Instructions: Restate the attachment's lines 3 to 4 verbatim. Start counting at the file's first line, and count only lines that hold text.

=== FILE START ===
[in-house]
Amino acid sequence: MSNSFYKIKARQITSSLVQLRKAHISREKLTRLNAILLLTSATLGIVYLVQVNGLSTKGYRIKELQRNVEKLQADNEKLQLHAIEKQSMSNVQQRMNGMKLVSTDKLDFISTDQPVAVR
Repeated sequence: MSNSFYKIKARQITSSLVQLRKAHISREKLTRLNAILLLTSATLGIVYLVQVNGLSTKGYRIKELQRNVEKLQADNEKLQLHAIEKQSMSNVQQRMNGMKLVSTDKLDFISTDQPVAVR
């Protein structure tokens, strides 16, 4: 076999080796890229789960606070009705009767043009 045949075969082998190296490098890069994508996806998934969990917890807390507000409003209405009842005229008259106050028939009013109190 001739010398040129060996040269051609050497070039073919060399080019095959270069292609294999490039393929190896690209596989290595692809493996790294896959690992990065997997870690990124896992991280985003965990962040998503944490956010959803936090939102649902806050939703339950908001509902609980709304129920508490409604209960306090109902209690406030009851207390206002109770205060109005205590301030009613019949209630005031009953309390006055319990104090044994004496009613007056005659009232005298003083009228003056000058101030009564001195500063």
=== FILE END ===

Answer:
Repeated sequence: MSNSFYKIKARQITSSLVQLRKAHISREKLTRLNAILLLTSATLGIVYLVQVNGLSTKGYRIKELQRNVEKLQADNEKLQLHAIEKQSMSNVQQRMNGMKLVSTDKLDFISTDQPVAVR
């Protein structure tokens, strides 16, 4: 076999080796890229789960606070009705009767043009 045949075969082998190296490098890069994508996806998934969990917890807390507000409003209405009842005229008259106050028939009013109190 001739010398040129060996040269051609050497070039073919060399080019095959270069292609294999490039393929190896690209596989290595692809493996790294896959690992990065997997870690990124896992991280985003965990962040998503944490956010959803936090939102649902806050939703339950908001509902609980709304129920508490409604209960306090109902209690406030009851207390206002109770205060109005205590301030009613019949209630005031009953309390006055319990104090044994004496009613007056005659009232005298003083009228003056000058101030009564001195500063």